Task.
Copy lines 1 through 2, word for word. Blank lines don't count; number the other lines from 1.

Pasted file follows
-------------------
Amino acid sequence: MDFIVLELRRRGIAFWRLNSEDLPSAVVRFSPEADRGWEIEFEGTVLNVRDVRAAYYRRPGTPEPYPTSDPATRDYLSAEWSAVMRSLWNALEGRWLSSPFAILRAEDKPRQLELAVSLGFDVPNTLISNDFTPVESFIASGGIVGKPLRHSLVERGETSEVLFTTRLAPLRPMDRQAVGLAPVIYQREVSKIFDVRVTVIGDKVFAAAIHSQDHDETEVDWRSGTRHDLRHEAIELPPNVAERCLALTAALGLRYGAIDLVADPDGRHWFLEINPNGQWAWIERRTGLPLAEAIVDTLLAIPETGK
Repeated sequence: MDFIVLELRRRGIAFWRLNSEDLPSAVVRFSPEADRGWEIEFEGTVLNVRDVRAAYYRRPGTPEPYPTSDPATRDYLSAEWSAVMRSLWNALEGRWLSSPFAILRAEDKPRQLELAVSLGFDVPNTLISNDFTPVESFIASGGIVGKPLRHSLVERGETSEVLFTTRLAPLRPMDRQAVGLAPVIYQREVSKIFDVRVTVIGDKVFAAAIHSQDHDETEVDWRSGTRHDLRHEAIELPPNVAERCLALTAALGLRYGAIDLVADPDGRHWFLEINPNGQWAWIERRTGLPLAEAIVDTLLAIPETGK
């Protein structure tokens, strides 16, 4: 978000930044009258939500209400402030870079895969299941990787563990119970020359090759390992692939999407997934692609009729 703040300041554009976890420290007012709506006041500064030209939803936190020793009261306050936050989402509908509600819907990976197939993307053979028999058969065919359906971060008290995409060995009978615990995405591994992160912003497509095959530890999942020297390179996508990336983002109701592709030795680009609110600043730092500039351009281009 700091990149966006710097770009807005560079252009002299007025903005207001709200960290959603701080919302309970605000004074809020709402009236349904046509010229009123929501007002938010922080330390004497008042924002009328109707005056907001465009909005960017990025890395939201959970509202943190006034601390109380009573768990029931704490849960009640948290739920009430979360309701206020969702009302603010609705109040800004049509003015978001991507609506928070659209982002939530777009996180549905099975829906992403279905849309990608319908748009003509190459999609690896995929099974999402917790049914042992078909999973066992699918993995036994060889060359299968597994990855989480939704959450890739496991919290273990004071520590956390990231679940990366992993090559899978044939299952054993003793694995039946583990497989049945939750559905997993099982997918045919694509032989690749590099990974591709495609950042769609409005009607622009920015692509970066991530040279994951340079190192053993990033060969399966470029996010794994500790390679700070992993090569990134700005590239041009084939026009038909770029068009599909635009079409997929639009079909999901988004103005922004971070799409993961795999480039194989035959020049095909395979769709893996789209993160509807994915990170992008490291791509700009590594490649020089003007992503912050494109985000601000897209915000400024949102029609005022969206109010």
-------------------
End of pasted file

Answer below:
Amino acid sequence: MDFIVLELRRRGIAFWRLNSEDLPSAVVRFSPEADRGWEIEFEGTVLNVRDVRAAYYRRPGTPEPYPTSDPATRDYLSAEWSAVMRSLWNALEGRWLSSPFAILRAEDKPRQLELAVSLGFDVPNTLISNDFTPVESFIASGGIVGKPLRHSLVERGETSEVLFTTRLAPLRPMDRQAVGLAPVIYQREVSKIFDVRVTVIGDKVFAAAIHSQDHDETEVDWRSGTRHDLRHEAIELPPNVAERCLALTAALGLRYGAIDLVADPDGRHWFLEINPNGQWAWIERRTGLPLAEAIVDTLLAIPETGK
Repeated sequence: MDFIVLELRRRGIAFWRLNSEDLPSAVVRFSPEADRGWEIEFEGTVLNVRDVRAAYYRRPGTPEPYPTSDPATRDYLSAEWSAVMRSLWNALEGRWLSSPFAILRAEDKPRQLELAVSLGFDVPNTLISNDFTPVESFIASGGIVGKPLRHSLVERGETSEVLFTTRLAPLRPMDRQAVGLAPVIYQREVSKIFDVRVTVIGDKVFAAAIHSQDHDETEVDWRSGTRHDLRHEAIELPPNVAERCLALTAALGLRYGAIDLVADPDGRHWFLEINPNGQWAWIERRTGLPLAEAIVDTLLAIPETGK